Central hearing impairment occurs when auditory centers of the brain are affected by injury, disease, tumor, hereditary, or unknown causes. Loudness of sound is not necessarily affected, although understanding of speech, also thought of as the “clarity” of speech may be affected. Certainly both loudness and clarity may be affected too.

Realistic Expectations for Hearing Aids

Hearing aids work very well when fit and adjusted appropriately. They amplify sound! You might find that you like one hearing aid better than the other. The left and right hearing aids will probably not fit exactly the same and they probably won’t sound exactly the same. Nonetheless, hearing aids should be comfortable with respect to the physical fit and sound quality. Hearing aids do not restore normal hearing and are not as good as normal hearing. You will be aware of the hearing aids in your ears. Until you get used to it, your voice will sound “funny” when you wear hearing aids. When you wear hearing aids for the first time, you will probably notice your voice sounds funny! You will hear your voice amplified through the hearing aid. You may describe this sensation as feeling “plugged up” or hearing your voice echoing. This is normal and will usually go away in a few days after you have given yourself a chance to get accustomed to your new hearing aids and learned to adjust the volume control. There are adjustments that the audiologist can do to relieve these symptoms, should these persist beyond the first few days of wearing your new aids. Hearing aids should not to be worn in extremely noisy environments, although some hearing aids have features that make noisy environments more tolerable. Hearing aids, however, cannot eliminate background noise.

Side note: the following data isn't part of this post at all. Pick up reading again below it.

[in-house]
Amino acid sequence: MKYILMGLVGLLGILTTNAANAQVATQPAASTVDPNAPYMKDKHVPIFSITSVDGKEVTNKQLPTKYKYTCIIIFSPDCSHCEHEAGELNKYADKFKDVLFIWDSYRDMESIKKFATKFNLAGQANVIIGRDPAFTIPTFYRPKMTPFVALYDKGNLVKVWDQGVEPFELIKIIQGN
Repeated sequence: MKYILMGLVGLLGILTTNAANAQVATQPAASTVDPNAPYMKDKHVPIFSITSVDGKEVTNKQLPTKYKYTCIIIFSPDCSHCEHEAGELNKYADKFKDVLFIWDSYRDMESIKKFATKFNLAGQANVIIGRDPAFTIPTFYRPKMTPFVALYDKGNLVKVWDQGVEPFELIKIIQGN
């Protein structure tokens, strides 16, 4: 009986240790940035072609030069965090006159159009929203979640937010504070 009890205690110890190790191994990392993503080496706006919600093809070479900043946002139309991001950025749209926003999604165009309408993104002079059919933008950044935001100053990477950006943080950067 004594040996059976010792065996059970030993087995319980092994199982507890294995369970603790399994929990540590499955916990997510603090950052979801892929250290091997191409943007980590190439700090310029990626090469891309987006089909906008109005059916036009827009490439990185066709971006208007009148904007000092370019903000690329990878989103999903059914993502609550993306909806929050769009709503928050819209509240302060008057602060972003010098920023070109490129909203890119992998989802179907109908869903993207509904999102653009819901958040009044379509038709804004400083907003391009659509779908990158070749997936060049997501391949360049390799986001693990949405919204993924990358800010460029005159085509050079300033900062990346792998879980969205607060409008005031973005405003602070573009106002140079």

People adjust to hearing aids at different rates. Some people need a day or two to learn about and adjust to their hearing aids, most need a few weeks and some may need a few months. There is no perfect way to learn about hearing aids. I usually recommend you wear the hearing aids for a few hours the first day, and add about an hour a day for each day that follows. Do not try to set an endurance record. Over a period of time you will lengthen the amount of time that you wear the hearing aid. Eventually, you will wear the hearing aids most of your waking hours. It is recommended that you interact with those people you are most familiar with during your first few days. Start off listening with your hearing aids in a favorable listening environment and work towards more difficult listening situations. Let your friends and family know that you are using your new hearing aids.

Helpful Steps to Learning to Use a Hearing Aid
1. Use the aid at first in your own home environment.
2. Wear the aid only as long as you are comfortable with it.